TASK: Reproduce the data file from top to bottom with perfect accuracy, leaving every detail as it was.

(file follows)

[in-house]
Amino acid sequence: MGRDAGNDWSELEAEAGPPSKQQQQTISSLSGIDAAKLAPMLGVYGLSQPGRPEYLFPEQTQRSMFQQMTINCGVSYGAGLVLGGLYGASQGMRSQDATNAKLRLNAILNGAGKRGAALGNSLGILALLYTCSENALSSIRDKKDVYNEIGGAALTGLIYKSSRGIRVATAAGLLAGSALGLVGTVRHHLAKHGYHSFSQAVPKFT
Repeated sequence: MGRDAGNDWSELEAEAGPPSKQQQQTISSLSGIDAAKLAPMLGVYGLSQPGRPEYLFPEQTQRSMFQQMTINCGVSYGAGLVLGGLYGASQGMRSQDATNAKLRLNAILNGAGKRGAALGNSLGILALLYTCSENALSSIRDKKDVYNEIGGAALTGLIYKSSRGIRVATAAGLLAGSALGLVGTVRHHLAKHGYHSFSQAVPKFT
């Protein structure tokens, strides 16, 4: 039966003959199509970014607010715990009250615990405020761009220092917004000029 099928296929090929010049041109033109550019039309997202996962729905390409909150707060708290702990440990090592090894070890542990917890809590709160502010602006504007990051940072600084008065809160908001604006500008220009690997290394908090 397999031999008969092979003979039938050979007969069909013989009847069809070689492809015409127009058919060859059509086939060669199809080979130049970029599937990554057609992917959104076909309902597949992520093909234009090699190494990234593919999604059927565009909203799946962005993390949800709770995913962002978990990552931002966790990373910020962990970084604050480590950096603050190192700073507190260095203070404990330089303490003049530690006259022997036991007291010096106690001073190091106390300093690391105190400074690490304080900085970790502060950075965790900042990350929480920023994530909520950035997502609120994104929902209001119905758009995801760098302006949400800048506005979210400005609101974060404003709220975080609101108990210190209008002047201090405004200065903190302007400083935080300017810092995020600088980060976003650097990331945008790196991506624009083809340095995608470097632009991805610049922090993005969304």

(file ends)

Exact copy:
[in-house]
Amino acid sequence: MGRDAGNDWSELEAEAGPPSKQQQQTISSLSGIDAAKLAPMLGVYGLSQPGRPEYLFPEQTQRSMFQQMTINCGVSYGAGLVLGGLYGASQGMRSQDATNAKLRLNAILNGAGKRGAALGNSLGILALLYTCSENALSSIRDKKDVYNEIGGAALTGLIYKSSRGIRVATAAGLLAGSALGLVGTVRHHLAKHGYHSFSQAVPKFT
Repeated sequence: MGRDAGNDWSELEAEAGPPSKQQQQTISSLSGIDAAKLAPMLGVYGLSQPGRPEYLFPEQTQRSMFQQMTINCGVSYGAGLVLGGLYGASQGMRSQDATNAKLRLNAILNGAGKRGAALGNSLGILALLYTCSENALSSIRDKKDVYNEIGGAALTGLIYKSSRGIRVATAAGLLAGSALGLVGTVRHHLAKHGYHSFSQAVPKFT
């Protein structure tokens, strides 16, 4: 039966003959199509970014607010715990009250615990405020761009220092917004000029 099928296929090929010049041109033109550019039309997202996962729905390409909150707060708290702990440990090592090894070890542990917890809590709160502010602006504007990051940072600084008065809160908001604006500008220009690997290394908090 397999031999008969092979003979039938050979007969069909013989009847069809070689492809015409127009058919060859059509086939060669199809080979130049970029599937990554057609992917959104076909309902597949992520093909234009090699190494990234593919999604059927565009909203799946962005993390949800709770995913962002978990990552931002966790990373910020962990970084604050480590950096603050190192700073507190260095203070404990330089303490003049530690006259022997036991007291010096106690001073190091106390300093690391105190400074690490304080900085970790502060950075965790900042990350929480920023994530909520950035997502609120994104929902209001119905758009995801760098302006949400800048506005979210400005609101974060404003709220975080609101108990210190209008002047201090405004200065903190302007400083935080300017810092995020600088980060976003650097990331945008790196991506624009083809340095995608470097632009991805610049922090993005969304």